"Homage to Plain Dumb Luck" was the title that Dean Acheson, one of America's legendary Cold War strategists, chose for his analysis of the 1962 Cuban missile crisis. Then-president John F Kennedy was "phenomenally lucky" in resolving the nuclear showdown with the Soviet Union, he contended. He also argued that Mr Kennedy's management of the crisis, and especially his negotiations with then-Soviet leader Nikita Khrushchev "was a gamble to the joint of recklessness, but skilfully executed, with the idea contributed by Robert Kennedy".
Mr Acheson - who had served in government as an adviser to several presidents but who didn't hold an official position in 1962 - was invited by the president to play an informal role in the discussion in the White House during the crisis. But Mr Acheson, who wasn't privy to all the secret diplomacy with the Russians in which then-attorney- general Robert Kennedy played an important part, argued that the president's brother seemed to be moved "by emotional or intuitive responses" to the crisis - as supposedly demonstrated by his efforts to de-escalate the tension with Moscow and prevent an all-out nuclear war.
Mr Acheson advocated a limited air attack on Soviet missile batteries that were deployed in Cuba and opposed the decision that was eventually adopted by Mr Kennedy: to impose a naval blockade on the island. That blockade could have allowed the Soviets and the Cubans to make the nuclear missiles operable, Mr Acheson argued.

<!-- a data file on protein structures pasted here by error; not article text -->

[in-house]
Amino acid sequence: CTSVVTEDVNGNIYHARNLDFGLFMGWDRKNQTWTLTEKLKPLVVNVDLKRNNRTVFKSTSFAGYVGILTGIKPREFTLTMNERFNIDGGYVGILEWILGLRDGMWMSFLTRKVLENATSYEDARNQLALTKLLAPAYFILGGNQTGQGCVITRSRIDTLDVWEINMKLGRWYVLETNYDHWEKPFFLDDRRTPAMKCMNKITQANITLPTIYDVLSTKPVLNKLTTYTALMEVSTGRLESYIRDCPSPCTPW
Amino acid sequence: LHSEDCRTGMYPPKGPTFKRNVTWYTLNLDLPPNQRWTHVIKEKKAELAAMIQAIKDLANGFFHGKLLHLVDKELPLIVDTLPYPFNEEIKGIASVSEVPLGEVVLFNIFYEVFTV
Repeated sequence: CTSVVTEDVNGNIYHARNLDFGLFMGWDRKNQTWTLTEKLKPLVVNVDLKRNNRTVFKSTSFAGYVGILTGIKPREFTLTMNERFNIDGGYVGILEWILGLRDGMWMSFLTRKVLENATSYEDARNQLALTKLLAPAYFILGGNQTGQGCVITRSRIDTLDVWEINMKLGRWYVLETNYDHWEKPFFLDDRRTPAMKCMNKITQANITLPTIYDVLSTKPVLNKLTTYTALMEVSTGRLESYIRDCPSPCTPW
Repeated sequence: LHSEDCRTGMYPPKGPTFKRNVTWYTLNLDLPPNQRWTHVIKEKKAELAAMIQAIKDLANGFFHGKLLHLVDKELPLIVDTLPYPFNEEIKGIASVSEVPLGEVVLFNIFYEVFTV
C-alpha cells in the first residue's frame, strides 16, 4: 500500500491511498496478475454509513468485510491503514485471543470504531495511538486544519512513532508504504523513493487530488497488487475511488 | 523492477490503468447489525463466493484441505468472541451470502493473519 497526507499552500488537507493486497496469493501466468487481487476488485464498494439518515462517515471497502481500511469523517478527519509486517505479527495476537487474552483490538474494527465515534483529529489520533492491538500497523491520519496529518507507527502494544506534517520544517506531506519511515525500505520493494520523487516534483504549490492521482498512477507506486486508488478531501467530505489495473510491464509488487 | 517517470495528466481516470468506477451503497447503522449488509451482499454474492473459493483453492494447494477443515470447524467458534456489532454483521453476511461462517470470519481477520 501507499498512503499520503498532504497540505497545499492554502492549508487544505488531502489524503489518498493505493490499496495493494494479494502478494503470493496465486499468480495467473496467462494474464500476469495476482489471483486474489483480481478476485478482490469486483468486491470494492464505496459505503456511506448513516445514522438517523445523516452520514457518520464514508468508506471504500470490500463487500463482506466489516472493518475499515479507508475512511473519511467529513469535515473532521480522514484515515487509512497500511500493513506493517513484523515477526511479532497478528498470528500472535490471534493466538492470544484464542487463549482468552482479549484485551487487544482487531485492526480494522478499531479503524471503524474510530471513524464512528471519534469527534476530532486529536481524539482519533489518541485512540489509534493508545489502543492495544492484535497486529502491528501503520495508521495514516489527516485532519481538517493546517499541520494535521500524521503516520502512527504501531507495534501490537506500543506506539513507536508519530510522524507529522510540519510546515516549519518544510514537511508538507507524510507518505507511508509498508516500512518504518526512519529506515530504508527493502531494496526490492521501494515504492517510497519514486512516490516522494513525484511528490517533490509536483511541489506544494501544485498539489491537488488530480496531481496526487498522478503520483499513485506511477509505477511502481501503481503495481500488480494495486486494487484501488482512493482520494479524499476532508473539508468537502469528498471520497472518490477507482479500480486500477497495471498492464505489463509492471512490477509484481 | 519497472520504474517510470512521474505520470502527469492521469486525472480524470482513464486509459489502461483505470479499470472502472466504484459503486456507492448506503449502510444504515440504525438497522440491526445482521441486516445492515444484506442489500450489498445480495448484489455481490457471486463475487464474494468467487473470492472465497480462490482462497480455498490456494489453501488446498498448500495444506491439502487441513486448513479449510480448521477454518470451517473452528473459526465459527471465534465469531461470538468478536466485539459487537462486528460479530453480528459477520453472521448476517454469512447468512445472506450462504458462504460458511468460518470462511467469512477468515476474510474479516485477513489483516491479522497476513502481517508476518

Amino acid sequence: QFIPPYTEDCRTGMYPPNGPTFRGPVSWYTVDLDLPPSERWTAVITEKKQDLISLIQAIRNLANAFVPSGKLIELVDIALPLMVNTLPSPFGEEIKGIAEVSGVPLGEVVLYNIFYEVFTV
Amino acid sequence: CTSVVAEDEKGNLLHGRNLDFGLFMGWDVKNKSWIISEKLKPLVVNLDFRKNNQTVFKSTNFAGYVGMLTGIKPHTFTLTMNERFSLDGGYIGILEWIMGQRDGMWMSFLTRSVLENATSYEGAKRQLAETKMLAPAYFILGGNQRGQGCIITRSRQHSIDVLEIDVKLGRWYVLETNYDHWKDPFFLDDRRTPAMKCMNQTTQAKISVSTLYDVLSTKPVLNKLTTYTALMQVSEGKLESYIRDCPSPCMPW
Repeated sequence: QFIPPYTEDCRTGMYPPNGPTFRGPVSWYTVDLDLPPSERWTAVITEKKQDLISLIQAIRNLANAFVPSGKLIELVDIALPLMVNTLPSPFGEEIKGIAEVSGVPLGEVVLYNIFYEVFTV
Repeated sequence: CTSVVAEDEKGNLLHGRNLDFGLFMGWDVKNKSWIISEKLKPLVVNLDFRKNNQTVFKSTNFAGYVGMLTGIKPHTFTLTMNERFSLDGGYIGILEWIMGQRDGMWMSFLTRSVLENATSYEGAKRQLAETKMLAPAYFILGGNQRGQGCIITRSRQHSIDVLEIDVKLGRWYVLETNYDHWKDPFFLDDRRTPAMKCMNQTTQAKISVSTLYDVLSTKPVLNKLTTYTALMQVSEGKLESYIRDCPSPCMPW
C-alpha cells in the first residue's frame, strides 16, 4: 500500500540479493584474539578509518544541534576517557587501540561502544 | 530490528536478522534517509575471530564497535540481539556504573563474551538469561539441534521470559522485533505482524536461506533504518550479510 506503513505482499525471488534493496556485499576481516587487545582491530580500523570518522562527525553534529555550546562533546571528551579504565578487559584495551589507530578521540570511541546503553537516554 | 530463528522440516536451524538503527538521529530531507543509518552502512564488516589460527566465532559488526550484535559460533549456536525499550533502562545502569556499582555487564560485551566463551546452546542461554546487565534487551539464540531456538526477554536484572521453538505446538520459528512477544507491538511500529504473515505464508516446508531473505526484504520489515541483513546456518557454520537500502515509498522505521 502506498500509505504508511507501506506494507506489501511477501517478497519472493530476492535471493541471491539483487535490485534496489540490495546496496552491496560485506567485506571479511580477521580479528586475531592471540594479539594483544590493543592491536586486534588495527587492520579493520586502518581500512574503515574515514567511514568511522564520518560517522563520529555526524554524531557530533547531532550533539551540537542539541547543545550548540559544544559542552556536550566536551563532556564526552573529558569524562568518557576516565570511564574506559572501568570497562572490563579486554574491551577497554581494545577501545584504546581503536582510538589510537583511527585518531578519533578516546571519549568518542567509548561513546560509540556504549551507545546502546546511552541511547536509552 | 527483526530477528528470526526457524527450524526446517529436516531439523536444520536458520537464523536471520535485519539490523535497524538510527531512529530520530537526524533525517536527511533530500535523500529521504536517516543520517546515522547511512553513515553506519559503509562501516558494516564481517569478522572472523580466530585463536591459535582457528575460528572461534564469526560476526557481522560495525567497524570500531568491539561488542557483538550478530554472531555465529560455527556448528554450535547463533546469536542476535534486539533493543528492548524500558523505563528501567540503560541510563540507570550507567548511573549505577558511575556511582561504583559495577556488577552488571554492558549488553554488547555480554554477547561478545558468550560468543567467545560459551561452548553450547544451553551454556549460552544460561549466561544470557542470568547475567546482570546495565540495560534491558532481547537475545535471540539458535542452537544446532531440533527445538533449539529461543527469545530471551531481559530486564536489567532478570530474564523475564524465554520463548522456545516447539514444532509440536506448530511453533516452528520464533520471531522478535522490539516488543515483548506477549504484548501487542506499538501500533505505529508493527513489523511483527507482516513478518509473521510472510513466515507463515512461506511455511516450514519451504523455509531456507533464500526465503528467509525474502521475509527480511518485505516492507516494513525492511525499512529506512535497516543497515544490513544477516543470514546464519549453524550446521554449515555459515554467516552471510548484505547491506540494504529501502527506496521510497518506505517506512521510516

But most historians agree in retrospect that even a limited and targeted attack on the missiles in Cuba could have ignited a war between the two superpowers and eventually triggered a nuclear exchange. Instead, "plain dumb luck" and the "emotional or intuitive" approach pursued by the Kennedy brothers - including a secret deal with Moscow to remove US nuclear missiles from Turkey in exchange for the Soviet agreement to withdraw their nuclear missiles from Cuba - created conditions for an American-Soviet diplomatic deal that averted World War III.
"Any fool can start a war," wrote Mr Khrushchev in his recollections of the crisis. Sometimes it takes more intelligence and guts to slow down and eventually bring to an end the march to war.
It is probably instructive to recall these and other lessons from the Cuban missile crisis as President Barack Obama's management of the Syria crisis comes under attack, with some critics portraying it as amateurish and "ad hoc-ish" and charging that he demonstrated "weakness" and ended up playing directly into the hands of Russian President Vladimir Putin.